As for how my admin will pay for this lets just say once Marijuana becomes legalized it can be taxed. Licences to sell and grow Marijuana can also be sold. As for reforming the Federal agencies the goal is to improve them so that they will be able to do the jobs without increase in the Federal bureaucracy . . people who do not meet the [immigration] requirements but still wish to become US citizens may be given the chance to serve in the US military. By serving in the US military a person has given a service and proven there loyalty to the US. What is un-patriotic about people who are willing to put there life on the line in order to gain US citizenship? [Edited by Don W]



1) What about old, fat or dumb people? Is the US only open to smart, athletic, 18-25 years old persons? 2) What magic will it take to get more work out of the same number of bureaucrats?



posted by Justin Oldham

I'd like to show you just how easy it can be for people to talk about draconian measures. Cadres and internment camps are only "verboten" so long as we insist that they are.



Well, America has plenty of historical experience locking up innocent people. We put the Cherokee into Oklahoma. The Apaches into Florida. The Plains Indians onto meager reservations where they were starved or semi-starved. We put the Japanese types into concentration camps. We have locked up 25% of the black males under 35. A high proportion of which were innocent of the charges against them. The Governor of Ohio ordered the NG to Kent State. The Mayor of Chicago ordered the police to attack the demonstrators in 1968.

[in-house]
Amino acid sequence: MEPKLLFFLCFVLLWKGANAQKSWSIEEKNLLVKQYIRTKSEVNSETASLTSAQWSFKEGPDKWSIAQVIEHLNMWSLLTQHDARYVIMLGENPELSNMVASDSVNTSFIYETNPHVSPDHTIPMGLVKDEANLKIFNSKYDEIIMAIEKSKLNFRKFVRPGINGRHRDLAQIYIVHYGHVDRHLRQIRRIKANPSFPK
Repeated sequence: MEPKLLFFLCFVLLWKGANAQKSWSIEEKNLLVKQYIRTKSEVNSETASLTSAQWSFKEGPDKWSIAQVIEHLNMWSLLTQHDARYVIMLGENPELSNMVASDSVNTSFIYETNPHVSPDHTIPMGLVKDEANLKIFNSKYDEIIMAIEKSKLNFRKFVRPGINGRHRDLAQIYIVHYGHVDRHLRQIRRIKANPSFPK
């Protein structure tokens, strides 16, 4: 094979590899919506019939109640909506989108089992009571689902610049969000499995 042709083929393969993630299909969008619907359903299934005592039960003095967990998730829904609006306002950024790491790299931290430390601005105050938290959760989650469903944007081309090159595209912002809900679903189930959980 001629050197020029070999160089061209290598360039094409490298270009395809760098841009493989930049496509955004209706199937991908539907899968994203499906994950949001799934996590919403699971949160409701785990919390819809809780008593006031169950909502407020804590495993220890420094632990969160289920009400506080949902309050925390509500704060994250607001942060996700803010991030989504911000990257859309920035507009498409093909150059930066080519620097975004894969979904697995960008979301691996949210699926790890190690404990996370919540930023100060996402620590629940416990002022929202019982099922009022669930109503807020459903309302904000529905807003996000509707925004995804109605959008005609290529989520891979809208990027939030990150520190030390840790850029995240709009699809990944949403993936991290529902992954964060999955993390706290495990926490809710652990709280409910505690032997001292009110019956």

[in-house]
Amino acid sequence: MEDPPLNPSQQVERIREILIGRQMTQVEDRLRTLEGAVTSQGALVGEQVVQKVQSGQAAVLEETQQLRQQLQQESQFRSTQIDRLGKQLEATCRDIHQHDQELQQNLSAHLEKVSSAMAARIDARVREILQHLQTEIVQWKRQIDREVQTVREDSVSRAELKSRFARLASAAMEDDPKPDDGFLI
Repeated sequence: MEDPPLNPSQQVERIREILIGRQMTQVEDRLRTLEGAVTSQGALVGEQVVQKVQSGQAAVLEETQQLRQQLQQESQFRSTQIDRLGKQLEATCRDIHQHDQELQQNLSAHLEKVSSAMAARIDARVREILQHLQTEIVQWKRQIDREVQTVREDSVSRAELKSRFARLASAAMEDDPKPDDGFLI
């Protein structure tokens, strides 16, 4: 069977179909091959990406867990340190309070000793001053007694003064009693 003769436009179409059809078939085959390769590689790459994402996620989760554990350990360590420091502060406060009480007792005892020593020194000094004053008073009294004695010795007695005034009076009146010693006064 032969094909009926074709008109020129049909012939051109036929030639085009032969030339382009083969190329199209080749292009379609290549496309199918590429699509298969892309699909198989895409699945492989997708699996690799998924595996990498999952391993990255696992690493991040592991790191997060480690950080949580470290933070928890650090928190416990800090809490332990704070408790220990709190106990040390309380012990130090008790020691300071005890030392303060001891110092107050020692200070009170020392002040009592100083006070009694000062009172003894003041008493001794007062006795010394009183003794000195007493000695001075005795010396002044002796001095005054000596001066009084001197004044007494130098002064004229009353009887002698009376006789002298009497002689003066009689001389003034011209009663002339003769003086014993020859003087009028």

The President of the US ordered the US Army to disperse the Bonus Marchers in W-DC. Despite the 1st Amendments guarantee of the right to peaceably assemble and the right to seek redress of grievances. Breaking the law is old stuff for the elected officials of the US but not the bureaucrats who serve the public.

[edit on 3/19/2007 by donwhite]



posted on Mar, 19 2007 @ 08:47 PM
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Your point is well made, but I just wanted to demonstrate by using somebody else's words just how easy it can be to justify some of the more extreme things that worry me.



posted on Mar, 19 2007 @ 08:58 PM
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posted by Justin Oldham

Your point is well made, but I just wanted to demonstrate by using somebody else's words just how easy it can be to justify some of the more extreme things that worry me.


Your point is well taken.



posted on Mar, 21 2007 @ 10:28 AM
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I'm just glad we can have conversations like this. As you see from the counter, more people read this thread than post in it. If I can make any of them think, it'll be worth the effort I put in to it.



posted on Mar, 27 2007 @ 03:48 PM
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Well J/O, I think we've explored every possibility and all the pro and con reasons for and against reviving a civilian conservation corps. Or cadre as you prefer.

801 views. 46 replies.

Being at the end of my rope I pronounce this thread, FINI.

[edit on 3/27/2007 by donwhite]



posted on Mar, 27 2007 @ 08:02 PM
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My goal is to develope many discussion threads in this Conspiracy Master Forum. As each week passes, there will be new ATS members who are coming to these issues for the very first time. I hope to present them with an archive of intelligent and informative posts that will do more than just pique their curiosity.